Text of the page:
I’ll be blunt here.

It’s been my experience with Jack, and the wider linux framework, that 99% of the time, the user is at fault. (and i draw on myself as an example of this.) I’m not a lazy person by any means, but i’ve read a lot of posts from those that are, and time and again, an hour’s concentration would put most of them in the driving seat.

I’ve also used Jack in Mac, and although it was early days in the Jack genetic evolution, it still ran, didn’t cough, and enabled me to get a lot more work done for less tweaking. Only a period of concentration at the beginning of that particular journey was needed to reap results.

I’m still a dummy with many things linux, but have enough knowledge now to get myself out of trouble on the few occasions these days that something crops up.

I will refute emphatically the premise that linux isn’t ready for realtime, or somehow behind the eight ball. There are things we’d all like to see (more concentration on the wonderful world of Keystrokes and bindings, for example), but that’s the same in any app for any distro. Like Dave, i don’t use VSTs (hurrah), as i found a wealth of useful tools in the ladspa, and lately, LV2 plugin world. Add to that the might beasts that are Jconv, Aeolus, Linuxsampler, Rosegarden, and a myriad of other apps, and of course, Ardour, and i’ll enthusiastically argue the case for a native linux audio/midi workstation, for professional use.

Bleating and moaning about linux audio/midi seems to take a familiar path of “I just wanna press the mouse over the icon, and watch it wiggle”, then “But i can’t use my 4000 VST plugins with pretty faces, cos linux doesn’t like 'em”.

Yeah, right.

Paul, my apologies in advance for the rant, but as i get more into writing every day, and notice just how much i get done, WITHOUT compromising, i’ve learnt to appreciate what we have to use from gifted and generous souls on the linux planet, and conversely, i get more irritated with those who just want to throw rocks and not put in a little elbow grease.

Guess this means i’m gonna be a crusty old fart when that time comes…


The thing is that you can’t automate the tempo to slowly increase or decrease over time, only have it change from one tempo to another in an instant. That’s one of the features I use all the time in Logic, because I don’t feel that it sounds natural to keep the same tempo throughout the whole song; maybe the chorus is 2 bpm faster, and a bridge is 4 bpm slower, just to keep in with the dynamic of the song.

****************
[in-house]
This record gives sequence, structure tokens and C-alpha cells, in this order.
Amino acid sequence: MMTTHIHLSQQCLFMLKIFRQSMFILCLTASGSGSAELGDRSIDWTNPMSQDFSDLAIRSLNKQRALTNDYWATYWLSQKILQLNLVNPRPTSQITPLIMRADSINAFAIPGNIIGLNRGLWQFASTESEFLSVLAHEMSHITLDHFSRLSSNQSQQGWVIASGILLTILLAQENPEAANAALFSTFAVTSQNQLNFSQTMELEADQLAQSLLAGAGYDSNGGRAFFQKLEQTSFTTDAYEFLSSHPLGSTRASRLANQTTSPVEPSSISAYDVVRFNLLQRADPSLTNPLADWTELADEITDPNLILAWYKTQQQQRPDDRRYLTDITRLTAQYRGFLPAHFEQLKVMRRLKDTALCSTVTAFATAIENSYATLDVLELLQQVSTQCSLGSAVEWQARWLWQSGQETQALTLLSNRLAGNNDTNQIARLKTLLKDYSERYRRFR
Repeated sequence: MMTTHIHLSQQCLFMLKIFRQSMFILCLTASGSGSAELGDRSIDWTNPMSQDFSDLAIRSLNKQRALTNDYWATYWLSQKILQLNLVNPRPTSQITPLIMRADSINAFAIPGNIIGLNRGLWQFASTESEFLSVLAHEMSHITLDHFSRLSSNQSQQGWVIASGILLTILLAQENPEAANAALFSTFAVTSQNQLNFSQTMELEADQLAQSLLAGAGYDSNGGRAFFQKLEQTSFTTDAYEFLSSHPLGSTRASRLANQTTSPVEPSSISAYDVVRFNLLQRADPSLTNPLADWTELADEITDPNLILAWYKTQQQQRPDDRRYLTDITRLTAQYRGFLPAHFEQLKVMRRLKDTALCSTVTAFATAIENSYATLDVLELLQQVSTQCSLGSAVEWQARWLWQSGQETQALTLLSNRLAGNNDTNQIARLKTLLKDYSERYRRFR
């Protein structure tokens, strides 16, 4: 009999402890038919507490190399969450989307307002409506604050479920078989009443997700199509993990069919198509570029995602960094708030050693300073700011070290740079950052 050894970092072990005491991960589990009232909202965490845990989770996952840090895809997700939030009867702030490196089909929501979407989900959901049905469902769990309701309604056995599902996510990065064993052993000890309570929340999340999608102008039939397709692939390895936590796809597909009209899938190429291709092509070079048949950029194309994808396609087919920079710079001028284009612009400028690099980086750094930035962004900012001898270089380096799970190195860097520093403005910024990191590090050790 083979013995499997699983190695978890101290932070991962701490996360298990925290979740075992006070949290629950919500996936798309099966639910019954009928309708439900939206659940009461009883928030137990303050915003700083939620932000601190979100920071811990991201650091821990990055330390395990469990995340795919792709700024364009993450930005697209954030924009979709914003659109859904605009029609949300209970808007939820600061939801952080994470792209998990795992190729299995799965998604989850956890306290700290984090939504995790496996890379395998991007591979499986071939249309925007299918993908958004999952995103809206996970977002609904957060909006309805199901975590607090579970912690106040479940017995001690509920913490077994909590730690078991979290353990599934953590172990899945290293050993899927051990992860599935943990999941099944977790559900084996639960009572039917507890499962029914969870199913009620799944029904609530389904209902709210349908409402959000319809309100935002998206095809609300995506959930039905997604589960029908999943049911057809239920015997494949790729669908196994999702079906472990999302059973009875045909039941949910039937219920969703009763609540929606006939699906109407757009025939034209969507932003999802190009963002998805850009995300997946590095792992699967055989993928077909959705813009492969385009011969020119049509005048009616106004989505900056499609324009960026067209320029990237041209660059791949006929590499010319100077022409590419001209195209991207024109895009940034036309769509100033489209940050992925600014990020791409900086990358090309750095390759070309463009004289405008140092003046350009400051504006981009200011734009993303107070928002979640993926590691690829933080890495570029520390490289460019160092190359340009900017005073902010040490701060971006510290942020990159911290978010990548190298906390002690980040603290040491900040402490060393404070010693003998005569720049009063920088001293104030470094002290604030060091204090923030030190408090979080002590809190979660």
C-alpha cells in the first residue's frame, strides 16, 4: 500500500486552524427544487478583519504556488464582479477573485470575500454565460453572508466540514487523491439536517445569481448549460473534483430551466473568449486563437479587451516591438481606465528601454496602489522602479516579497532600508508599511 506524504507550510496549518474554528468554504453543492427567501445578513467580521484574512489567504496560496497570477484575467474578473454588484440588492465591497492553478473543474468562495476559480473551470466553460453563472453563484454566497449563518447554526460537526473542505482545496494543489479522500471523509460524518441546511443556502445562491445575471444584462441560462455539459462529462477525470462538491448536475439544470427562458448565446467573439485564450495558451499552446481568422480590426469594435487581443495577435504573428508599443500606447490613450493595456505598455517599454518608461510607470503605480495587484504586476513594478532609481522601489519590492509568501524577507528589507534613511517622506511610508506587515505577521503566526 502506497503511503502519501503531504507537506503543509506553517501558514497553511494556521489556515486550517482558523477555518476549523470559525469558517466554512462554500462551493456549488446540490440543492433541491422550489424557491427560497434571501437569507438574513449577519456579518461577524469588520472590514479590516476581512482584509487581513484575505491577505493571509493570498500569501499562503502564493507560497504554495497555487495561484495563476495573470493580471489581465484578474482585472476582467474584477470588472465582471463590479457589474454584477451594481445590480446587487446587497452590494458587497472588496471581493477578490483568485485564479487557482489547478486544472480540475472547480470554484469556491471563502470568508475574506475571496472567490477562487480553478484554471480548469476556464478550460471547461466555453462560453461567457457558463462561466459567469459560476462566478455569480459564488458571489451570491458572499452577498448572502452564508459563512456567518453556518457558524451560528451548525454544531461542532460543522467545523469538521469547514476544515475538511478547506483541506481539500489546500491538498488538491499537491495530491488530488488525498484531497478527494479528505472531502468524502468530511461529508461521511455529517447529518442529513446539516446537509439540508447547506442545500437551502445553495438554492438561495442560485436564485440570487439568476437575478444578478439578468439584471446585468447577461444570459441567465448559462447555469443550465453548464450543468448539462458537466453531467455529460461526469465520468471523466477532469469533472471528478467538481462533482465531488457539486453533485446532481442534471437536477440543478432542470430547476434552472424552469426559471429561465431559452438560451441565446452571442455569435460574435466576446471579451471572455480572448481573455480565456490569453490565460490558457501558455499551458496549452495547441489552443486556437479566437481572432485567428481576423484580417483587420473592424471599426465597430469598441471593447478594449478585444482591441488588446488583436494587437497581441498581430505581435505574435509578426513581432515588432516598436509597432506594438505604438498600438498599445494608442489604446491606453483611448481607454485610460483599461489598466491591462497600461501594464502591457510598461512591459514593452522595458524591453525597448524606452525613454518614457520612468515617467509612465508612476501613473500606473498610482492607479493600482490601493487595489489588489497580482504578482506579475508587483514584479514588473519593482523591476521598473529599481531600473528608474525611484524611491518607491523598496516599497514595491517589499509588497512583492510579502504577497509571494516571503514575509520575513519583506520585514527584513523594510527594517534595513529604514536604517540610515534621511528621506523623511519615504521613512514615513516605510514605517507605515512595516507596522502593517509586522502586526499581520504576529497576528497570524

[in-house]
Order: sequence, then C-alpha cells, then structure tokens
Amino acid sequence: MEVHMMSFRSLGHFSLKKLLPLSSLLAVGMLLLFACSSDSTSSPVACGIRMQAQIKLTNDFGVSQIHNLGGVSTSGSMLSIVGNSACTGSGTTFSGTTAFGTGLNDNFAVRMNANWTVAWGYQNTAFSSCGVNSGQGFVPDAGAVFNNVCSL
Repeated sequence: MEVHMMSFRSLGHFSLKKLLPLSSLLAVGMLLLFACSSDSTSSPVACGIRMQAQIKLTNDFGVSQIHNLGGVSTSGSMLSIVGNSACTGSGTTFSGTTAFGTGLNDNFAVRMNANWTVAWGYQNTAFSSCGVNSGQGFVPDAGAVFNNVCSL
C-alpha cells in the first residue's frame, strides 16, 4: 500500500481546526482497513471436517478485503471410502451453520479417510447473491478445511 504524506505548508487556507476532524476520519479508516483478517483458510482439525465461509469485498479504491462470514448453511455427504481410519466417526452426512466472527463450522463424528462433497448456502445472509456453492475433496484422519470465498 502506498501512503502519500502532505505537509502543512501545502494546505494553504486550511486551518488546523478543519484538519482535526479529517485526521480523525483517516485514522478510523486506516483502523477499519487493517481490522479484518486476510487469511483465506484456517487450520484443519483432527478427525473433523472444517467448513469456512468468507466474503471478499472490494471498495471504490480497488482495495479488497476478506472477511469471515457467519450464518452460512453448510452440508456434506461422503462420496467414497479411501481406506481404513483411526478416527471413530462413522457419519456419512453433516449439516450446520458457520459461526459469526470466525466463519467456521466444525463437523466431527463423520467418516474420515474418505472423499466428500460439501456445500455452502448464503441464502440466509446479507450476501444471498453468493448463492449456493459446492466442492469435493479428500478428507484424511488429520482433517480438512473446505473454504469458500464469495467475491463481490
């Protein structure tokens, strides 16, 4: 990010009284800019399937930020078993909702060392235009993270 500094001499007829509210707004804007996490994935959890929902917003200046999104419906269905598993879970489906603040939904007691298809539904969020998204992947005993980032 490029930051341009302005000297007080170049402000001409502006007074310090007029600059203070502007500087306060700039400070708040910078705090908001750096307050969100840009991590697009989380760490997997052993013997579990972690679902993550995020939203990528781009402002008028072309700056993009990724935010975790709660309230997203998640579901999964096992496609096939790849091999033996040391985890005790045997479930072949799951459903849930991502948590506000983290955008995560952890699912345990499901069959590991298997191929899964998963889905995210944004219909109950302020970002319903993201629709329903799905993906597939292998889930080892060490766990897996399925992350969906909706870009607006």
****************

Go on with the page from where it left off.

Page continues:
In the end temp its allways bpm - so if you want delicate changes to “humanize” the tempo you can always add very small changes to the tempo-line such as having 2 bars running with 124bpm, then one with 125, then one with 124 again then two with 126 and so on.

I doubt, that smaller steps (such as raising the tempo in one bar by 5 steps of 0.2bpm) would really be noticed in an AB-comparision with a “aprupt” change of 1bpm from one bar to the next one.


automated tempo in ardour2.5

Ardour offers tempo changes in steps as small as a 1/100 bpm

Having a curve to automate such changes would be quite nice but I do not consider this a must-have…

nostrum fungitur

I really do not agree, zett…

A tempo track where you can easily draw curves IS A MUST HAVE. One of the most important things Ardour still misses. Developers could check the one in Cubase for a really nice, easy and functional tempo track and tempo line drawing. Doesn’t look that hard to do, but then, I’m not a developer myself.

In order to finance the Ardour project it needs users who make a living manipulating audio

This is a stupid notion…

You don’t have to make your money from music to financially support Ardour… while it would be nice … it’s not necessary that the money has to come from music… Anyone with an income can subscribe…

I make peanuts from my music… it doesn’t stop me making it and it doesn’t stop me subscribing to Ardour…

eveything is said, and maybe sad person bought a protools system and is happy with it (and maybe now can´t afford to pay his flatrate to post again).

it just makes the world a better place to have free software that gives us the freedom to decide for uncommercial(and professional!) projects and music. that s for me the big goal of it. it makes music possible, that is beyond the commerical mainstream.

Geesh. I can’t even respond to this.

tim gorman